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Wednesday, December 12, 2012

Some Notable Changes in the 2011 NC Reported Abortions

North Carolina Right to Life (NCRTL) recently updated the abortion information on its website to reflect the 2011 statistics. This resource, which is derived from the current State Center for Health Statistics data, is an excellent tool for learning and sharing the facts about abortions in North Carolina.

The 2011 trends in abortion continue to reflect the same patterns that have developed over the last several years. The majority of North Carolina residents who seek abortion are young and unmarried, and women under the age of 24 account for 45% of abortions. Minorities, 20% of whose total pregnancies end in abortion, obtained sixty percent of the state’s abortions.

One striking difference between the 2010 and 2011 numbers is the overall decline in abortions, which have decreased by 15%. In 2010, there were 25,808 abortions performed on North Carolina residents; in 2011, there were 22,370. This marks the greatest drop in abortion numbers within the past five years. There was also, however, a decrease in the total number of pregnancies, so while there were fewer abortion deaths, there were fewer live births, as well. Other factors affecting this total might include population changes, cultural shifts regarding childbearing and life issues, and more effective pro-life legislation.

Also of interest is a change in abortion procedures. In 2010, suction curettage abortions and dilation and evacuation (D&E) abortions, both surgical methods, were the most frequently performed. In 2011, suction curettage remained as the most frequently used (52%), but medical (chemical/nonsurgical) abortion narrowly topped D&E abortion as the second most common procedure.  Since the majority of abortions take place during the early stages of pregnancy, these chemical abortions are becoming more popular.  This also reflects the growing emphasis that abortion advocates, most notably Planned Parenthood, are placing on quicker and “easier” forms of abortion, as chemical abortions are nonsurgical and require only brief visits to the abortion facilities, unless the chemicals do not work. Then, the mother has to return for a surgical abortion.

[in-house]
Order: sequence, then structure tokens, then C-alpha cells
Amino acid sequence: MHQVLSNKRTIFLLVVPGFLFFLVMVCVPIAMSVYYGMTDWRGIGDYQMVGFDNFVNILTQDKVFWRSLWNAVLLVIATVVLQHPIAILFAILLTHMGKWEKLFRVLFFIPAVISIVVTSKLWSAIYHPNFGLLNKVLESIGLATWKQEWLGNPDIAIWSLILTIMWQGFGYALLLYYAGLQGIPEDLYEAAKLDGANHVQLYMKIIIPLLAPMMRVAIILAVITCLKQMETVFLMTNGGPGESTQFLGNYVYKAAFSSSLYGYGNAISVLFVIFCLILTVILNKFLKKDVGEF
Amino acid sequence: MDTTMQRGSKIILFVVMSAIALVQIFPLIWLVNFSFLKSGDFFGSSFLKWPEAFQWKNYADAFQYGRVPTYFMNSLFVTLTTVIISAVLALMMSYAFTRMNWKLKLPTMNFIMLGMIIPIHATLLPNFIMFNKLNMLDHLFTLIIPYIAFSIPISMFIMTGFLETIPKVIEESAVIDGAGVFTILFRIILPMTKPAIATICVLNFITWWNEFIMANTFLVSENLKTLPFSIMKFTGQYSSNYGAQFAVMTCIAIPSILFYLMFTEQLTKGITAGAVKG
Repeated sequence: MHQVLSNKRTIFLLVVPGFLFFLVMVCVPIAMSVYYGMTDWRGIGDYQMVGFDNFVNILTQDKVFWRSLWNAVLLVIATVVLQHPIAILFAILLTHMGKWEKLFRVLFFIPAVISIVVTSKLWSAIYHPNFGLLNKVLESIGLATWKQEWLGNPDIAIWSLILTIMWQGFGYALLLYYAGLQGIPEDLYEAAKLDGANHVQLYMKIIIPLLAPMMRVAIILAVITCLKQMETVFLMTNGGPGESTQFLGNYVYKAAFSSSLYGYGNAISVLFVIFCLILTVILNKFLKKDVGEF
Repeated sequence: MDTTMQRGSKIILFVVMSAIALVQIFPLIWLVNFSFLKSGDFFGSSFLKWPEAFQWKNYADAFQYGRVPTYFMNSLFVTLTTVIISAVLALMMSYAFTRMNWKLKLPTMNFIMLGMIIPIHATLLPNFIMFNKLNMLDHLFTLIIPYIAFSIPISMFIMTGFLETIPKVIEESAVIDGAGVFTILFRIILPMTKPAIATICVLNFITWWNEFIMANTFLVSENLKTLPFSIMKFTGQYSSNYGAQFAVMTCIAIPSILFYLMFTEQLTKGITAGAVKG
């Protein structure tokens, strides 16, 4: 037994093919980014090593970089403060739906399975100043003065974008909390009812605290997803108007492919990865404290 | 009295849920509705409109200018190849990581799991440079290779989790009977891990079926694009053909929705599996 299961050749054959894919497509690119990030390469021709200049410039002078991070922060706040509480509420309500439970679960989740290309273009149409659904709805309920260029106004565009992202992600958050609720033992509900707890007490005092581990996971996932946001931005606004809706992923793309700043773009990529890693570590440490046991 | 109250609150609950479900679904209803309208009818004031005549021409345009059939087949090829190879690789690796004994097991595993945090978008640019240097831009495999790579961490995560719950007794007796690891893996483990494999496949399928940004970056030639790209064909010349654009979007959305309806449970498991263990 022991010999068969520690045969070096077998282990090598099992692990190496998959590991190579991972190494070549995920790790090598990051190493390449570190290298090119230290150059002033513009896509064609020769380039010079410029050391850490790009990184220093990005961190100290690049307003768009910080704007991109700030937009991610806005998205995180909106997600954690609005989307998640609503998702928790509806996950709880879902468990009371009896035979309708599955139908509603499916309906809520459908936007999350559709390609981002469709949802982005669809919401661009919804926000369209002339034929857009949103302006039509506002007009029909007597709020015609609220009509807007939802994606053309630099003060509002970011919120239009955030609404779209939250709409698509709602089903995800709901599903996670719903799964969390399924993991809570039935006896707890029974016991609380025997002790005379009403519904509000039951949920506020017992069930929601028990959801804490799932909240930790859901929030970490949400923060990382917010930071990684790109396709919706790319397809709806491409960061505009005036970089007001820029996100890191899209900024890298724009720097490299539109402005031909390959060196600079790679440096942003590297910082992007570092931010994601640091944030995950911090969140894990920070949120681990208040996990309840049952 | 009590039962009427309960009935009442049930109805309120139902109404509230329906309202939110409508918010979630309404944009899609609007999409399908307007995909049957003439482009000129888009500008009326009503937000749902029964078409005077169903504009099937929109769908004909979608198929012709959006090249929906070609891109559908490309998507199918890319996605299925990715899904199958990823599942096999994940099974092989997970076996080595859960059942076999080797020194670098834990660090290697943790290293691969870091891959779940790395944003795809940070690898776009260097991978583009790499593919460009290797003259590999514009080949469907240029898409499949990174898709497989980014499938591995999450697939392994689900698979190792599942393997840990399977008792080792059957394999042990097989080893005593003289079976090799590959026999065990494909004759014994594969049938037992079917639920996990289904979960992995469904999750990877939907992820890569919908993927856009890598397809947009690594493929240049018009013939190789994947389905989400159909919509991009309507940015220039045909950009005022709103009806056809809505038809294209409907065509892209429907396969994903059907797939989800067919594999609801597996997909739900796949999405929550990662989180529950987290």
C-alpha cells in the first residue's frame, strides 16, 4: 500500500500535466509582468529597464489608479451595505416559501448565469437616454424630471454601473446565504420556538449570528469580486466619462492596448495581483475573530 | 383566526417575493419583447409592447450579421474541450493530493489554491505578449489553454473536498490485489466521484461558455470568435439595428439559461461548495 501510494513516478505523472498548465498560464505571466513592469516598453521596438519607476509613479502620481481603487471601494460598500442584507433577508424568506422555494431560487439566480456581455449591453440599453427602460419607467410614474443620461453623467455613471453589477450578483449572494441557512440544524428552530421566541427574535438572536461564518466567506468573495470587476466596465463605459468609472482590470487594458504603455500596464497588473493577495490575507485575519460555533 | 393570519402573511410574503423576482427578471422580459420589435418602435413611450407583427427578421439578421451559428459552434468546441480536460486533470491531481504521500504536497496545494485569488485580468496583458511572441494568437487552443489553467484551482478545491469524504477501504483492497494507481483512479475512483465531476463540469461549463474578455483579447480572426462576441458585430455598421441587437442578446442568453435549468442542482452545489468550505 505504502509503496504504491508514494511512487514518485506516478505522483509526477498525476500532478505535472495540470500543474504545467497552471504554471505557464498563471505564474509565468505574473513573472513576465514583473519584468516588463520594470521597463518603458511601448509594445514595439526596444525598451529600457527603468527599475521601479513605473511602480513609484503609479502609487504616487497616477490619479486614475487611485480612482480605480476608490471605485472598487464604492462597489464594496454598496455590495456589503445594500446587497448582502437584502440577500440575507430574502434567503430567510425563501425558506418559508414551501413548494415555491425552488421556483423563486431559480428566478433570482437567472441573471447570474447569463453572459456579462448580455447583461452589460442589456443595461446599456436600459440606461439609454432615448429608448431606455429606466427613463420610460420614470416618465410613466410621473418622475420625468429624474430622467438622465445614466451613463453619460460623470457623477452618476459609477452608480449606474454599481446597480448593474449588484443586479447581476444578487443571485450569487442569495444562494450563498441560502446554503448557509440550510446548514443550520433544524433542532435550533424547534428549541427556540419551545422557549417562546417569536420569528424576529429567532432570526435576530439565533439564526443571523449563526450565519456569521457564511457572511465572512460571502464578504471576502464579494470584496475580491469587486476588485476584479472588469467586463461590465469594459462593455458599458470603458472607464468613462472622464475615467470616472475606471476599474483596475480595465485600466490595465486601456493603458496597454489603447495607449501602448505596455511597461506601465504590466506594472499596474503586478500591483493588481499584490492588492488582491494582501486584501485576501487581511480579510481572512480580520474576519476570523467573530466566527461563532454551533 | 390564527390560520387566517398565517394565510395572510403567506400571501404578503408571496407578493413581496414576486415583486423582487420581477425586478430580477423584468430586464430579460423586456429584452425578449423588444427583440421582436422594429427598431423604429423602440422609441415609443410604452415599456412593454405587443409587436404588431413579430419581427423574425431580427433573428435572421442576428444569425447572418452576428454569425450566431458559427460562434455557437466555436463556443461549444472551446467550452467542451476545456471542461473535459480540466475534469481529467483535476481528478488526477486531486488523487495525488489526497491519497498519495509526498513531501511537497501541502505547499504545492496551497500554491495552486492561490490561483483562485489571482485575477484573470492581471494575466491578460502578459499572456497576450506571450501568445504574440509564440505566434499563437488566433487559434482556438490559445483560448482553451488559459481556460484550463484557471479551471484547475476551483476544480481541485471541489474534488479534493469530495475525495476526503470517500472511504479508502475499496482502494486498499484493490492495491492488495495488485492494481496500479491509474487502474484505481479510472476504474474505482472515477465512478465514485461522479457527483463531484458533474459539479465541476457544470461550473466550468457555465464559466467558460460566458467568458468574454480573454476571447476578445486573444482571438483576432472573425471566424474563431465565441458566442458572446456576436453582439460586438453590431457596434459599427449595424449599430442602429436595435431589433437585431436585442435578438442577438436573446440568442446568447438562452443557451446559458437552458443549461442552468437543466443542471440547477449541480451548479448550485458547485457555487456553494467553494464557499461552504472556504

While the continual decline in total abortions is a cause for hope and celebration, 22,370 lives are still too many. North Carolina Right to Life is as devoted as ever to working to protect unborn children and their mothers in the coming years.

For more information about the 2011 statistics, visit NCRTL's web page.

Post written by Erin Karlovich, NCRTL Assistant Director.